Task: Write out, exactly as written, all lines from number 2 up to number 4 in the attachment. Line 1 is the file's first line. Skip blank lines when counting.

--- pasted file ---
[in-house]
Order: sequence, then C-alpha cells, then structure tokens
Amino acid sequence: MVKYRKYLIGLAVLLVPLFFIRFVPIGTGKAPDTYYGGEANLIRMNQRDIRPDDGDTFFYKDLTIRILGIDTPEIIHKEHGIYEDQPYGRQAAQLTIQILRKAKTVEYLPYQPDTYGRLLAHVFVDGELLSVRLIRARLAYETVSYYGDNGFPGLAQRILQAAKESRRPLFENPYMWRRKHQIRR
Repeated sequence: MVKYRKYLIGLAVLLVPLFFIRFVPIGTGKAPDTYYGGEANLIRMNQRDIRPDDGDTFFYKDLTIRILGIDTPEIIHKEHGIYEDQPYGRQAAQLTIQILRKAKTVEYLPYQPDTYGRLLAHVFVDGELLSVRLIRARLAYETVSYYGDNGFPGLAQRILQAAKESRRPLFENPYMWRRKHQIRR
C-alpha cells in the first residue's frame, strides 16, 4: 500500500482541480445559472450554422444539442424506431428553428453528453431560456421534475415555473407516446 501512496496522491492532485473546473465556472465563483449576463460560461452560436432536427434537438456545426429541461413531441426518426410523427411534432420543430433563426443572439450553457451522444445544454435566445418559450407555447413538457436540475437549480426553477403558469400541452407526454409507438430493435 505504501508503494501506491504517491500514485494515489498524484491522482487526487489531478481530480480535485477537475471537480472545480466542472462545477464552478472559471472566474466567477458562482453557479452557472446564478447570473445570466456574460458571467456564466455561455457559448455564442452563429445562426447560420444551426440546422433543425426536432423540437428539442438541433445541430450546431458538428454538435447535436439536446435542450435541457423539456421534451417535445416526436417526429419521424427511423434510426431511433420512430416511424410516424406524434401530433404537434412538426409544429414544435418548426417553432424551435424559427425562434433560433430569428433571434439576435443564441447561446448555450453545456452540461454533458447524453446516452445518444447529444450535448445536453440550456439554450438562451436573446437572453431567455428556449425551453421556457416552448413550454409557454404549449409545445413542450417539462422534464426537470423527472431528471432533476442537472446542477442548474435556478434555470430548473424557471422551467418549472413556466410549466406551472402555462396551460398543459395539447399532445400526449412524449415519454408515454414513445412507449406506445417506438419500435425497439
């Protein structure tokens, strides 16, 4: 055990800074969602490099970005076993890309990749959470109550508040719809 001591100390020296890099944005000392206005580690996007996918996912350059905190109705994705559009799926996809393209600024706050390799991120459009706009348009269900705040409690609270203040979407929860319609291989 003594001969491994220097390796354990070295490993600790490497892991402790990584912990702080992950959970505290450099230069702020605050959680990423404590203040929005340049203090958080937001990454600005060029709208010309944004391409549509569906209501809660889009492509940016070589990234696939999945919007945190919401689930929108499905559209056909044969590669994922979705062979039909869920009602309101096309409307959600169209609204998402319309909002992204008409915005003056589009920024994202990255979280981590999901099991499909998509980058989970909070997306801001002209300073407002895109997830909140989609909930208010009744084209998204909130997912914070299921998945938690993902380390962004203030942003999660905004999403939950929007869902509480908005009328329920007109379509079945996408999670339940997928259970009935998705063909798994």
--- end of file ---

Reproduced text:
Order: sequence, then C-alpha cells, then structure tokens
Amino acid sequence: MVKYRKYLIGLAVLLVPLFFIRFVPIGTGKAPDTYYGGEANLIRMNQRDIRPDDGDTFFYKDLTIRILGIDTPEIIHKEHGIYEDQPYGRQAAQLTIQILRKAKTVEYLPYQPDTYGRLLAHVFVDGELLSVRLIRARLAYETVSYYGDNGFPGLAQRILQAAKESRRPLFENPYMWRRKHQIRR
Repeated sequence: MVKYRKYLIGLAVLLVPLFFIRFVPIGTGKAPDTYYGGEANLIRMNQRDIRPDDGDTFFYKDLTIRILGIDTPEIIHKEHGIYEDQPYGRQAAQLTIQILRKAKTVEYLPYQPDTYGRLLAHVFVDGELLSVRLIRARLAYETVSYYGDNGFPGLAQRILQAAKESRRPLFENPYMWRRKHQIRR